1965 Imperial Limousines Built by Ghia

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From Chris Hawkins:

A late addendum to the discussion of inaccuracies in the brochure photos... For those of you with the deluxe '65 Imperial brochure: I believe the photo of the Ghia limo on the center spread is "freshened" with '65 Hubcaps to update it from '64the Consumer Guide's "History of Chrysler" has a limo photo with the same chauffeur BUT wearing 1964 hubcaps!

(click small image for close-up view)

[I OWN the original, factory, 8-by-10 color negative of that image. I bought it from the Ross Roy collection in 1984. Those are definitely '65 hubcaps, and the car has the LeBaron script on the front fender, rather than the "C R O W N" insignia and Ghia badge of the early 60's Ghias. - Tony]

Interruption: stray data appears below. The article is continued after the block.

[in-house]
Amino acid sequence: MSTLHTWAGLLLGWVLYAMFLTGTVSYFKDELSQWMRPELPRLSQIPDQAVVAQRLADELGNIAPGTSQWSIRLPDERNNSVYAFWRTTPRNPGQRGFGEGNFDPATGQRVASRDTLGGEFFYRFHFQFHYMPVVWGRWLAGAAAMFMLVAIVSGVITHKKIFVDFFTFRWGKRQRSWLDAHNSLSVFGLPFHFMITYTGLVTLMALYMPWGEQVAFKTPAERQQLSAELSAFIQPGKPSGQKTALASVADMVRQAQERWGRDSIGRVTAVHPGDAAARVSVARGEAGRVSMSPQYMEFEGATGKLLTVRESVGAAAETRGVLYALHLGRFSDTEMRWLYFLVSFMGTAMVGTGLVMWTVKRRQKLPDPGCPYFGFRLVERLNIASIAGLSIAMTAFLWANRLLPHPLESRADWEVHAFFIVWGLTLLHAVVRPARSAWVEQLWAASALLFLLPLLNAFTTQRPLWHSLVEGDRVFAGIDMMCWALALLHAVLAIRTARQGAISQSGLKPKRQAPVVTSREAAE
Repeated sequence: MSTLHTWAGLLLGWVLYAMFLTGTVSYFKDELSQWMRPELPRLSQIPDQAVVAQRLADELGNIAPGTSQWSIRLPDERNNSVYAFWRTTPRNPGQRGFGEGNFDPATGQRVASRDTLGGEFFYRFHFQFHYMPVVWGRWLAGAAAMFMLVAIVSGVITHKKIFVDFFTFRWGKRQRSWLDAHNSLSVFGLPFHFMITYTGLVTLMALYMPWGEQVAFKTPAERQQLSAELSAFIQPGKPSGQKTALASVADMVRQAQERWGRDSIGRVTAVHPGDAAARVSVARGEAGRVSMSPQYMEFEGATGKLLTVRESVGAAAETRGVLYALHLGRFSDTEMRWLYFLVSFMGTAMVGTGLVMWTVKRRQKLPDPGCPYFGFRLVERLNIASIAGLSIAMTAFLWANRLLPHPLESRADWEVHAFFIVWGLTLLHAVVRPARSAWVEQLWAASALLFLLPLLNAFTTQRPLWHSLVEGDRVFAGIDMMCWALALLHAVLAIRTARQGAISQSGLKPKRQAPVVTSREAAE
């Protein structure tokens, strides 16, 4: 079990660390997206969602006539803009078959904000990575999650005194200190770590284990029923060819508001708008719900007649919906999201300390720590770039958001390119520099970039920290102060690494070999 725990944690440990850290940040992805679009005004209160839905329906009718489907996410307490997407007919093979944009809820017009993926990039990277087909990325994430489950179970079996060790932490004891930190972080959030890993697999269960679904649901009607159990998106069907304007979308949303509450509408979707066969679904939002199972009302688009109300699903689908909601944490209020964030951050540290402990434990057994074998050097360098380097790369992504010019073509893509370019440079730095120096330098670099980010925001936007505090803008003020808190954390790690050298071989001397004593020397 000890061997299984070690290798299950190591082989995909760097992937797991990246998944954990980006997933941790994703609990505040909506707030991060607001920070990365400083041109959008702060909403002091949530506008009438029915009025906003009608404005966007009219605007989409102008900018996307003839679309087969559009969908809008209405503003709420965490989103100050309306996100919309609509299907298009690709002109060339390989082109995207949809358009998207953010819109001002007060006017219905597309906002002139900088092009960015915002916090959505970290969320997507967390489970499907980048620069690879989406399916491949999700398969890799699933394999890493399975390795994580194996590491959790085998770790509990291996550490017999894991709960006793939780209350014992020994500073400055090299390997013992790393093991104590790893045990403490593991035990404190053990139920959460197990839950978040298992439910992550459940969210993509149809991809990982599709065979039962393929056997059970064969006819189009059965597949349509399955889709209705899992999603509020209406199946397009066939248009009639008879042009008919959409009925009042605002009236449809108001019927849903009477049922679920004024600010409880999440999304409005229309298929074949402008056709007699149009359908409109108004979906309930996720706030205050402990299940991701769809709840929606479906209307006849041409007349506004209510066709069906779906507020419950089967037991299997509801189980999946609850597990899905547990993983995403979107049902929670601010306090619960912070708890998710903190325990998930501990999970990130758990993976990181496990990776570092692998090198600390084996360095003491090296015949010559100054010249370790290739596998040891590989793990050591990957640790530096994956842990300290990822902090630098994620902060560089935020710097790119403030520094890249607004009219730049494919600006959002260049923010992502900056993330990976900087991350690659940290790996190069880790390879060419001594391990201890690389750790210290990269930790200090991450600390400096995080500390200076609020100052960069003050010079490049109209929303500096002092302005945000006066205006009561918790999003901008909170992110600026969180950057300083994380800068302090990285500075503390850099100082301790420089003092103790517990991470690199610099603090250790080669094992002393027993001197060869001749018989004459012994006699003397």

Also, it looks to me like the "bird's-eye" photos of the Coupe which reveal its quick brakes and effortless power steering are ALSO from 1964. Do you think Chrysler had too many great shots of the '64 that they just finessed to fit into the '65 promo materials? Or is it just wishful thinking on the part of this '64 owner?

Large, printable version


From Elosge:

I looked at my 1965 Imperial prestige brochure last night and looked at the Ghia limo again. I came across another interesting phrase about the limo similar to other non-environmentally sensitive phrases in the brochure: sheared Mouton carpeting... now what does that mean? I looked up Mouton in the dictionary, and it said mouton is sheared sheepskin, so sheared Mouton seems kind of redundant. But is that really what the carpeting is made of?

The other non-environmentally sensitive phrases involve cutting down a whole tree for the claro walnut trim (rough translation), and using whale oil to treat the leather. Another era for sure! I know they still use wood and leather, but the way it's described is different today.

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